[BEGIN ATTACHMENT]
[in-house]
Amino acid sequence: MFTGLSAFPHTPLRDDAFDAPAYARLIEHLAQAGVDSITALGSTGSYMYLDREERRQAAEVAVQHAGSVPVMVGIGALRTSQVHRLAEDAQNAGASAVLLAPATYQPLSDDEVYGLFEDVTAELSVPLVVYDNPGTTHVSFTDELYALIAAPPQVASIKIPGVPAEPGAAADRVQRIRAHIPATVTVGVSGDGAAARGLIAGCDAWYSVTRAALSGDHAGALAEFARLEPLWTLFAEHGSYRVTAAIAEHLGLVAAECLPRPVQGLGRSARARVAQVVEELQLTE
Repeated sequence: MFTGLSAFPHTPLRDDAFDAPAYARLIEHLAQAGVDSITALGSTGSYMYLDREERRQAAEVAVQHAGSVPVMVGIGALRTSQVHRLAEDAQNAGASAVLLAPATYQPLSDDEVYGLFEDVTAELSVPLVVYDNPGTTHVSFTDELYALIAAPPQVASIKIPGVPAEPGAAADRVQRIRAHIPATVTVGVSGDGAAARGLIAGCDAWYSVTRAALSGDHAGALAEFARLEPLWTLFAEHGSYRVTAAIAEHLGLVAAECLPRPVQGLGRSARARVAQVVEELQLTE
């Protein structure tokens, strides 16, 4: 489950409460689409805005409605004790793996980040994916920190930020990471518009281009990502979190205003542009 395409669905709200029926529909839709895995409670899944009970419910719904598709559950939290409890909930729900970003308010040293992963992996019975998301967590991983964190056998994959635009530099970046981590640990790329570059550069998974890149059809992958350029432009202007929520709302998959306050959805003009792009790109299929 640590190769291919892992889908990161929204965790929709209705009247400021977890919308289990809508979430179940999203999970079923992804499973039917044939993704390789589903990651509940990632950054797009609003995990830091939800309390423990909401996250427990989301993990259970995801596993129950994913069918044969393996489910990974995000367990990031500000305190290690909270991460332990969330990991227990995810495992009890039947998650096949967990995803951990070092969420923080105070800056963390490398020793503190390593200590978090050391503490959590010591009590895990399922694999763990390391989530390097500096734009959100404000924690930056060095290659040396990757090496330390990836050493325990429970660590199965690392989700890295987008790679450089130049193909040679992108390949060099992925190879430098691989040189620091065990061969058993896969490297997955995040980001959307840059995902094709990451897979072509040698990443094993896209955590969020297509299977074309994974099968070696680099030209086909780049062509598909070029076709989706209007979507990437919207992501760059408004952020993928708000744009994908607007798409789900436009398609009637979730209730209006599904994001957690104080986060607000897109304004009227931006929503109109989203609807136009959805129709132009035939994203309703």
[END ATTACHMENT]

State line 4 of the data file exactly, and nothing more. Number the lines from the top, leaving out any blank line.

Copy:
């Protein structure tokens, strides 16, 4: 489950409460689409805005409605004790793996980040994916920190930020990471518009281009990502979190205003542009 395409669905709200029926529909839709895995409670899944009970419910719904598709559950939290409890909930729900970003308010040293992963992996019975998301967590991983964190056998994959635009530099970046981590640990790329570059550069998974890149059809992958350029432009202007929520709302998959306050959805003009792009790109299929 640590190769291919892992889908990161929204965790929709209705009247400021977890919308289990809508979430179940999203999970079923992804499973039917044939993704390789589903990651509940990632950054797009609003995990830091939800309390423990909401996250427990989301993990259970995801596993129950994913069918044969393996489910990974995000367990990031500000305190290690909270991460332990969330990991227990995810495992009890039947998650096949967990995803951990070092969420923080105070800056963390490398020793503190390593200590978090050391503490959590010591009590895990399922694999763990390391989530390097500096734009959100404000924690930056060095290659040396990757090496330390990836050493325990429970660590199965690392989700890295987008790679450089130049193909040679992108390949060099992925190879430098691989040189620091065990061969058993896969490297997955995040980001959307840059995902094709990451897979072509040698990443094993896209955590969020297509299977074309994974099968070696680099030209086909780049062509598909070029076709989706209007979507990437919207992501760059408004952020993928708000744009994908607007798409789900436009398609009637979730209730209006599904994001957690104080986060607000897109304004009227931006929503109109989203609807136009959805129709132009035939994203309703």